Enough said of this or that.

At this moment I am thankful for the gift of the relief of constant self-analysis, self-focus, self-betterment, and self-evaluation. I am thankful for the clarity of mind and joy I feel.

There are a few things I am doing that I believe are contributing to my well-being.

1. I do become what I focus on. I have the ability to ‘perfect’ anything I give my time to. I have succeeded at being a teacher, a nanny, a poet, a writer, and an advocate. When I focus on Aspergers, I become the best “aspergers” possible. With this reckoning, I realize if I have the ability to become what I focus on, then why not focus on being a person who is anxiety-free, joy-filled, and no longer dependent on cyclic-thinking and depressive thoughts? I refocus my attention. I pull my train of thought away from who I was and how to ‘fix’ me, and shift gears. I decide to be free of Aspergers. And somehow, in many ways, I am.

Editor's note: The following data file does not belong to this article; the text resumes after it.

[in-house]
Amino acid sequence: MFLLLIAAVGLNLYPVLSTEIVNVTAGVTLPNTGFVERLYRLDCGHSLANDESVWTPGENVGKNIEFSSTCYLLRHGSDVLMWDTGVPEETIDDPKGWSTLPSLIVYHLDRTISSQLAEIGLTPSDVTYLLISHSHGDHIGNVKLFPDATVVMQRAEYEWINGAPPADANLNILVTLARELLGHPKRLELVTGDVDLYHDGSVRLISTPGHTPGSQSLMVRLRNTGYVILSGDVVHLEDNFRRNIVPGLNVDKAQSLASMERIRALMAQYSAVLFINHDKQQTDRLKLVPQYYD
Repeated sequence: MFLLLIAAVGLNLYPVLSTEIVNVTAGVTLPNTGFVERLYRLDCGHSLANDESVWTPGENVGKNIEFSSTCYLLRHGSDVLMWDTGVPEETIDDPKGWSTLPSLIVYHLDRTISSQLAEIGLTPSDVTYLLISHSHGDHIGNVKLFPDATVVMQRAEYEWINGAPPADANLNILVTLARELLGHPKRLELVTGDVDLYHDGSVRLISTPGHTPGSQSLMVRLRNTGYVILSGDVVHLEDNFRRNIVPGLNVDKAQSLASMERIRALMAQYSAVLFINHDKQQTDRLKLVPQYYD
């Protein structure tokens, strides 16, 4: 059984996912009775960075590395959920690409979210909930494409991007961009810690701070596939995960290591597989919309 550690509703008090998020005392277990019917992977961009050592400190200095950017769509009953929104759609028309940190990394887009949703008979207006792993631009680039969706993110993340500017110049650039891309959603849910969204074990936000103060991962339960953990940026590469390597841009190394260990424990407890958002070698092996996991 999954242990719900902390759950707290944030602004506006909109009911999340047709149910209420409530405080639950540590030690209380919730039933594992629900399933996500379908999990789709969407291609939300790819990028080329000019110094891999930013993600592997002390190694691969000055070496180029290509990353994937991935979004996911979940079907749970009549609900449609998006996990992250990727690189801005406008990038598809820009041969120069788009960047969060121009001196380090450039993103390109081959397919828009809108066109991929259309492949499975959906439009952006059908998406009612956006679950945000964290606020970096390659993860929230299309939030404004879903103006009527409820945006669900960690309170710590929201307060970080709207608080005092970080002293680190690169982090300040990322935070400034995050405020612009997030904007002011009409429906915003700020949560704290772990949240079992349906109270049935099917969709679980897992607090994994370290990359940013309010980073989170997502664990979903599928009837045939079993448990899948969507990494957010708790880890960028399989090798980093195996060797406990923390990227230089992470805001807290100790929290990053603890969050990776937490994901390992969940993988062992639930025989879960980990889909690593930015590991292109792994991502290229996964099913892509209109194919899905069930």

2. I am doing things that scare me. I thought for some time, if I just avoided all that scared me, I would feel safer and better. But that’s not what happened. Instead, I became engrossed in my own time, my own thoughts, and forgot how to get out. Now I go almost every day to someplace that is ‘scary.’ I challenge my own fears. And I relish in the accomplishment of not only surviving but enjoying myself. I refuse to evaluate my social behavior. I refuse to worry about what others think of me. I just embrace who I am and in return love everyone around me. I try not to judge anyone, especially not myself. This is a pleasing place to be. Last night I went to a night club, approached a stranger I’d never met, asked if I could sit with her, and we became instant friends. I embraced her for who she was, and in no time we were up and dancing to the Brazilian music. I hadn’t danced in public in over ten years. And I wasn’t embarrassed (or intoxicated), the noise of the room didn’t bother me, and the strangers all about didn’t cause me to feel uneasy. I just was happy. I just let myself be happy.